If Jewish money accounts for an estimated half of big-time Democratic donations during the presidential primary season, then Sen. Joseph Lieberman (D-Conn.) would seem to be at a distinct advantage.
But that may not be the case.
Analysts say that Lieberman may have a slight advantage in the money game because he is an observant Jew with strong ties to the organized Jewish community.
But Lieberman’s base of support is the same group that the other Democratic hopefuls will be soliciting fervently.
And others already have some key Jewish players behind them.
In addition, new campaign finance laws that go into effect for the first time will change the way Jewish money is doled out for 2004.
“Lieberman will get a substantial majority of Jewish contributions,” but the new campaign laws will expand the number of dollars people can contribute in the election cycle, said Larry Sabato, director of the University of Virginia’s Center for Politics.
The new law, known as McCain-Feingold for the lawmakers that sponsored it, doubled the amount of contributions a person could give to a primary campaign to $2,000.
It also raised the amount of money a contributor could give to all candidates and committees in each election cycle from $25,000 to $95,000.
And because soft-money donations — unlimited funds given to the national political parties to use on behalf of candidates — have been banned, there are fewer avenues for the money to be distributed and fewer large-scale donations for candidates.
That makes individual contributions, theoretically, more important, although loopholes are expected to be found around the new laws.
Analysts say the new laws will lead to an increase in contributors who are “double dipping,” giving funds to more than one Democratic candidate.
“It’s clearly not necessary, early in the cycle, to come out strongly for one candidate,” said Jack Bendheim, an active donor in Democratic politics in the Bronx. “You can write multiple $2,000 checks.”
Bendheim would not say who he is supporting, but Lieberman has some big Jewish names by his side.
Marvin Lender, the bagels magnate and Jewish communal leader, is serving on the board of directors of the Lieberman campaign.
Lender, who lives in Connecticut, said he believes the “lion’s share of large gifts” to the Lieberman campaign will come from Jewish donors.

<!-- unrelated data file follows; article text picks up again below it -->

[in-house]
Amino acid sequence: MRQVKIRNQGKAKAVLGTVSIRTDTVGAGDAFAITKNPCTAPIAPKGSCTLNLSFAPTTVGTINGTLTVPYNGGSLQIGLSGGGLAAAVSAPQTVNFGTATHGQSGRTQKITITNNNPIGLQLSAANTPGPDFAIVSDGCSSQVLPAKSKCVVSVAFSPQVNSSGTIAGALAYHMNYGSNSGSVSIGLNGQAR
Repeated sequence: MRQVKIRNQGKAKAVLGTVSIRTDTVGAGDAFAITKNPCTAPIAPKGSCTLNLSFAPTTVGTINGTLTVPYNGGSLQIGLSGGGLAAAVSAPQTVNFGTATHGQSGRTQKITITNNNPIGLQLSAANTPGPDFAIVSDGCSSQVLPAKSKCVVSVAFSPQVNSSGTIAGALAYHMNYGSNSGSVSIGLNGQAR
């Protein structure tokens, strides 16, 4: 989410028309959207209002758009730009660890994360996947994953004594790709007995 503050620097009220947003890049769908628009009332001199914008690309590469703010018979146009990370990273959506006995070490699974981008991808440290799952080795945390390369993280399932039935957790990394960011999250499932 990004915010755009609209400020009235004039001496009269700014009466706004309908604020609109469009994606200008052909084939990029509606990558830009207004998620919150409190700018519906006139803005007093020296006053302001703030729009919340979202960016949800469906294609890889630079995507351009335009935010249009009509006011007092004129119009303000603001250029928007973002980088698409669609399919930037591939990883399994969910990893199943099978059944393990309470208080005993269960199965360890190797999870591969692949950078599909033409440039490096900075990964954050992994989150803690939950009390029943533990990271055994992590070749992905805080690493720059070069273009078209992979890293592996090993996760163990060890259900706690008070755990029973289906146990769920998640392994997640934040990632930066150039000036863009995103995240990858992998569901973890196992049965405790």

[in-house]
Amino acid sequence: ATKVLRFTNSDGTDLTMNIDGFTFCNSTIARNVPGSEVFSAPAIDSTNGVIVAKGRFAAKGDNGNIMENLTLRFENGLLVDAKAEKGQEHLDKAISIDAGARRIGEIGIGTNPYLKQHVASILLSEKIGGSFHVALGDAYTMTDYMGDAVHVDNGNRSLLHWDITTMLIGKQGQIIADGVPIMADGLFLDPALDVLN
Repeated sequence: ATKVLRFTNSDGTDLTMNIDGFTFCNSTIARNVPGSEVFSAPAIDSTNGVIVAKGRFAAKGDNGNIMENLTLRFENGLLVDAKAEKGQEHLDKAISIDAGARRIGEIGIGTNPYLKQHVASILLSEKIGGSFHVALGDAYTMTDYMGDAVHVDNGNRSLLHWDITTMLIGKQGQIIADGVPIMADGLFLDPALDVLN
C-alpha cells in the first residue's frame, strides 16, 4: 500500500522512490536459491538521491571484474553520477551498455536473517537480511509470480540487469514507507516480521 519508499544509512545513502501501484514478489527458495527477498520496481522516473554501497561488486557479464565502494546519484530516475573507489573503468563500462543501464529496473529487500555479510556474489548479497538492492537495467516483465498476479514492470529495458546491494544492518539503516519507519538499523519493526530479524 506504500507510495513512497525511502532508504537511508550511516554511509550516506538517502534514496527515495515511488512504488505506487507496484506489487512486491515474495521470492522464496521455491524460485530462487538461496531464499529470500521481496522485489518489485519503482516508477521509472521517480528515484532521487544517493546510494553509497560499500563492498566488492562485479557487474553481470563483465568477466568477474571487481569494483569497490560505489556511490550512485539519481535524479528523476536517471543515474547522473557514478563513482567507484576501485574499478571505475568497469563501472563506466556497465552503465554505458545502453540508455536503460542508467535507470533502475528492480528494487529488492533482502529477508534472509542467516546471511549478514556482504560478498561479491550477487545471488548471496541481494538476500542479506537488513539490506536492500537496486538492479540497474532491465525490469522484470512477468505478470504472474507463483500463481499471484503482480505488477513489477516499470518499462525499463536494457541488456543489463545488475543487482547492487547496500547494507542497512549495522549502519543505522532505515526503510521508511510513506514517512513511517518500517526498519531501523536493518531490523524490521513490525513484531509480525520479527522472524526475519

“This becomes a grass-roots campaign throughout the Jewish community,” said Lender, who is heavily involved in Jewish organizations, including the United Jewish Communities and the Israel Policy Forum.
There is no empirical data on the amount of Jewish money in Democratic politics because the Federal Elections Committee does not ask for a contributor’s religion.
But by all accounts, Jewish donors have played a significant role in bankrolling the Democratic operations.
“The Democratic Party, as it’s been structured in the last generation or two, can’t be competitive at its current level without Jewish fund raising,” said Ira Forman, executive director of the National Jewish Democratic Council.
Analysts estimate that candidates making a serious bid for the Democratic nomination will need to raise some $35 million-$40 million.
And in the general presidential election, parties have raised nearly double that.
Lieberman is likely to get a large share of that money this time around.
The historic nature of his campaign will entice even supporters of other candidates to give some money to his campaign, and could bring in funds from Jewish contributors who have not given in the past.
He also endeared himself to many Jews during his run with then-Vice President Al Gore as the Democratic nominee for vice president in 2000.
But that does not mean he will get all of the Jewish money.
Steve Grossman, former national chairman of the Democratic National Committee, has been working the phones for former Vermont Gov. Howard Dean, soliciting numerous Jewish donors.
He says the Jewish community is much less monolithic than people believe, and he is not writing off the constituency for his candidate.
“There’s a vast number of Jews who can write $2,000 checks who don’t affiliate with Jewish entities,” said Grossman, a former president of the American Israel Public Affairs Committee.
“For those people not imbued with the Jewish community, Joe Lieberman will not have any particular advantage over other candidates.”